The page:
Jean Marie Caragher

Marketing to an Industry or Service Specialization

Benefits and dangers of niche marketing dispelled.

February 22, 2011
by Jean Marie Caragher

In order to compete in the accounting profession in the new century, firms must focus their energies on building industry and service specializations or niches. Client survey results tell us that industry knowledge is one of the main reasons why prospects select a CPA firm. Industry specialization has been cited as a factor of local firms’ ability to survive and prosper.

The many benefits of niche marketing include high profitability, services that are of high value to clients, more easily identified prospects and work that is not seasonal. Finally, niche services lend prestige to your practice.

Niche marketing can also provide personal and professional challenges and rewards. In fact, industry consultant David Maister asserts that you can only become successful if you care about what you are doing.

There are benefits and risks associated with niche marketing. Therefore, do your homework before you decide to utilize a niche marketing strategy for your firm. Review this chapter carefully before deciding whether your firm is ready to market an industry specialization.

Benefits of Niche Marketing

The following list includes short descriptive summaries of the benefits of niche marketing:

  • High profitability. Niche marketing offers higher profitability for two reasons:
    • Clients are willing to pay a higher fee for industry expertise.
    • There is less danger of losing clients if your firm is the industry specialist.
  • Economical. Marketing dollars are being spent on specific niches rather than random efforts.
  • High-value services to clients. Firms specializing in an industry niche have the ability to offer services far beyond an audit and tax return. There are often opportunities for consulting engagements that benefit the client’s bottom line.
  • Easily identified prospects. By utilizing basic market research techniques, firms can identify prospects by geographic area, sales, number of employees, Standard Industry Classification (SIC) code or North American Industry Classification System (NAICS) code and CPA firm. This information can then be used to define your market.
  • Fewer geographical barriers. Being known as an industry specialist opens the door to clients outside your local marketplace. The skills and services offered by your firm can be leveraged to build your client base in other geographic markets.
  • Personal and professional challenges and rewards. Being known as an industry specialist provides opportunities and exposure for your partners and professional staff. Also, building a book of business is an effective career path to become a partner.
  • Easily identified competition and strengths and weaknesses. While researching your prospects, determine the CPA firms that currently serve these companies. Then, research the CPA firms to find their industry specialists, marketing products and industry involvement.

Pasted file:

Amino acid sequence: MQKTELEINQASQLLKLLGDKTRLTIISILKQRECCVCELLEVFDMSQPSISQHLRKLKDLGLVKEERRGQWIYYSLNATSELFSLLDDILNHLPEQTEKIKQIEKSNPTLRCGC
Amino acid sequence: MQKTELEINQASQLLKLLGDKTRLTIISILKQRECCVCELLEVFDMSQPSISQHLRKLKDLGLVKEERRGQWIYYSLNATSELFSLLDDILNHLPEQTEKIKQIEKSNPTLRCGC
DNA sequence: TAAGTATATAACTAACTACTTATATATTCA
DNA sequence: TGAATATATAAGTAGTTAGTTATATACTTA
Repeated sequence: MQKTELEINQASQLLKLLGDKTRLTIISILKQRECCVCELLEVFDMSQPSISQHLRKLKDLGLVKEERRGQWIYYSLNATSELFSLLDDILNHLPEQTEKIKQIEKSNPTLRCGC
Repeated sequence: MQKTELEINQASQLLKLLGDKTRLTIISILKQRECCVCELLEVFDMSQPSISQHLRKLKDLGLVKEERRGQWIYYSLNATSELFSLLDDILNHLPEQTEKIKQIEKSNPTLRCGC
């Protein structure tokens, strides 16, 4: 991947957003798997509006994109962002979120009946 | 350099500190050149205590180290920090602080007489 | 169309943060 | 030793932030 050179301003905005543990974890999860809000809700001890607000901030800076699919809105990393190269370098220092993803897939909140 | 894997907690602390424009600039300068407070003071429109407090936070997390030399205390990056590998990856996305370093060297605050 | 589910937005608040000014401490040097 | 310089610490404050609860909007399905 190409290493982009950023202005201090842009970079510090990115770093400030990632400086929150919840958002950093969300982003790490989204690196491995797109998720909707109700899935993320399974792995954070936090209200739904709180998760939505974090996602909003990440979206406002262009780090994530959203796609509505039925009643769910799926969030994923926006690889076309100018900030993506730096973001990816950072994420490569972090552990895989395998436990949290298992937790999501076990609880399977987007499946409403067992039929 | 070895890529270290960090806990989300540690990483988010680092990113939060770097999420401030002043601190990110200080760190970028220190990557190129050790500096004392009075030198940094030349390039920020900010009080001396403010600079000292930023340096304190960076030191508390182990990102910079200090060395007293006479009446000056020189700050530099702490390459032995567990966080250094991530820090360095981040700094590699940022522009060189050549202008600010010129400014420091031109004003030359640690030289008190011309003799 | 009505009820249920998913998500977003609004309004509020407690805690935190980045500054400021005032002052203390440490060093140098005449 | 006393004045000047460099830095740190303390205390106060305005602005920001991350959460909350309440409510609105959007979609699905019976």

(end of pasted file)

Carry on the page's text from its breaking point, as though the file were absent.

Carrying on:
• Prestige. A reputation as a specialist in a specific industry makes your firm more valuable to your clients and leads to additional marketing opportunities, for example, published articles, speeches and leadership positions in trade associations.
  • Year-round work. By expanding the range of services offered to clients, it is more likely that you will provide services on a year-round basis, unlike traditional, seasonal accounting work.
  • Increased knowledge of your clients. By focusing on a specific niche you are also able to focus on continuing professional education (CPE), trade association memberships and outside reading on topics of need and concern to your clients. This in turn makes you better able to serve your clients’ needs and more valuable to them because you have an enhanced knowledge of their industry.

Dangers of Niche Marketing

The following list includes short descriptions of the dangers of niche marketing:

  • Misidentifying the niche. Research is very important when identifying your niche. Be sure there is truly an opportunity by defining the niche by industry or industry segment (for example, electrical contractors) in a particular metropolitan area, sales range and number of employees.
  • Misdirecting the message to the niche. Define the message you will send to your clients and prospects. For example, it would not make sense to be known as a high-cost provider in a not-for-profit niche.
  • Relying too heavily on one niche. The danger here is a downturn in a particular market (for example, real estate) that could adversely affect the future of your firm if that market represents the majority of your client base.
  • Services may not recur each year. Consulting services may be one-time projects that would need to be replaced by new consulting services to continue growth.
  • Increased travel is necessary to reach prospective clients in narrower markets. Your geographic market may expand as opportunities for new business increase. This may result in increased revenue for your firm but may also result in increased staff turnover.

Niche marketing is the decision to use a mix of marketing tools to address a specific target: a niche in the market.

This article has been excerpted from Bull’s Eye: The Ultimate How-to Marketing Guide for CPAs. You can purchase this product on CPA2Biz.com.

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Jean Marie Caragher is president of Capstone Marketing, providing marketing consulting services to CPA firms including Brand SurgerySM, marketing and strategic planning, retreat facilitation and training. You can reach her
at 757-673-6826.